We see emails on this subject from time to time and want something mentioned in the future, so let’s talk about that chatter in your phone’s camera, similar to what you might hear on a Pixel 7 or Pixel 7 Pro. Yes, your phone does make a rattling sound, but no, you shouldn’t worry about random debris floating inside it causing it. You also don’t need to contact whoever made your phone for a refund, as this is completely normal.

If you shake any high-end phone with even a little force, you’ll probably hear a rattling sound the minute you take it out of the box. That sound is Optical Image Stabilization (OIS) in action, which struggles to stabilize your phone’s camera sensor during your violent activities. You can stop shaking it now.

OIS has components in the phone that try to adjust the angle of the camera sensor when motion is detected. It is an attempt to counteract your unstable hand or body in order to give you good results, no matter the situation. Adjusting for handshake or panning for the next shot, your phone uses optical image stabilization (OIS). To stabilize your camera lens, there are really moving parts that you can hear moving when your phone is shaking.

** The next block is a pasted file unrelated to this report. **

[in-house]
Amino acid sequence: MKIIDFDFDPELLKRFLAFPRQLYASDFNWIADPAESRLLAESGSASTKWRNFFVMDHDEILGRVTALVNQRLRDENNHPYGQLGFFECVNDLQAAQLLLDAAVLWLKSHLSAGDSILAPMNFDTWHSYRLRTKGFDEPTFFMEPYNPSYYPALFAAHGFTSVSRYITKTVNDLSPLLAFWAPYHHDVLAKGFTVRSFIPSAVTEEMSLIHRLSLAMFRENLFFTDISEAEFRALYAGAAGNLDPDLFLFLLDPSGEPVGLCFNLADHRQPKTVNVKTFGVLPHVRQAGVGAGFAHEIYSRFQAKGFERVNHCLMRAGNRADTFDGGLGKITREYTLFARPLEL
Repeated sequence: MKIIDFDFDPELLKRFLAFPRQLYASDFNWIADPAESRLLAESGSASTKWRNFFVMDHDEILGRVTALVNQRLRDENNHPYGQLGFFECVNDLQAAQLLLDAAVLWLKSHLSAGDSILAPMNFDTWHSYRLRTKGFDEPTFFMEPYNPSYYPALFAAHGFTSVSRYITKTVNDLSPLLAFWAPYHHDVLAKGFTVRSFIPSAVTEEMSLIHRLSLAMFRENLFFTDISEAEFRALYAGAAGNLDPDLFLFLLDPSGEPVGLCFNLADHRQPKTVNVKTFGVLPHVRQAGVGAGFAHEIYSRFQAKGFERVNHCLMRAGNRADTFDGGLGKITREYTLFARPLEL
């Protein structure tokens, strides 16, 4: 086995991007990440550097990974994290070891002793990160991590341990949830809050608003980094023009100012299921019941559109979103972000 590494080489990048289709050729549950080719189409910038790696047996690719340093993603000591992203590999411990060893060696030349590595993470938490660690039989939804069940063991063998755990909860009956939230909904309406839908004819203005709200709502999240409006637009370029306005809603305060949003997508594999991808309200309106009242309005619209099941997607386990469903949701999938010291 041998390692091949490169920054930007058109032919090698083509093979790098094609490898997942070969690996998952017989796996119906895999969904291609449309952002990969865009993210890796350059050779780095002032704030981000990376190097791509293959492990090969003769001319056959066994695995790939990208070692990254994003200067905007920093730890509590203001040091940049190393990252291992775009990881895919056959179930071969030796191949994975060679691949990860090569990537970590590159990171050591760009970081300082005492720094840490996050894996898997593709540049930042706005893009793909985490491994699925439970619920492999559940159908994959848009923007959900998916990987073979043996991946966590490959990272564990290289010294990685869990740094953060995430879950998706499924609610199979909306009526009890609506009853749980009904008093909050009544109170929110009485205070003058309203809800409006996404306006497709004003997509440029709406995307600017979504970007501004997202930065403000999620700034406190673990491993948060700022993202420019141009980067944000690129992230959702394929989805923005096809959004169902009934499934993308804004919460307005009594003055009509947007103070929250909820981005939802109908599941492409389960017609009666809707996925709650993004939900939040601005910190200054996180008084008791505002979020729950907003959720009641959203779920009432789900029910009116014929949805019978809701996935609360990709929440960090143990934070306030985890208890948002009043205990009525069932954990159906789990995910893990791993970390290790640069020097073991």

As I was writing this note for those who are anxious, I grabbed Galaxy S23+, iphone 14 pro, Pixel 7, Pixel 7 ProAnd One Plus 11. I gave them all a little shake and they all gave me rattling feedback on some level.

The thinnest knock came from the iPhone 14 Pro, while the Pixel 7 Pro was the loudest and easiest to make. Seriously, the slightest wiggle causes the Pixel 7 Pro to rattle, and I’m assuming it’s because of the telephoto lens.

If you are shocked Galaxy S21 Ultra or iphone 13 pro or Pixel 6 Pro or Galaxy Z Flip 4, you would hear a rattle. I even shook my old one Pixel 2XLand since he has OIS, he gave me the rattle back.

So, you have a rattling sound coming from your expensive phone, this is normal. I mean, if the volume button doesn’t rattle before it drops off your Pixel 7 Pro, you might have something to worry about. But for the rest, it’s the OIS in your camera.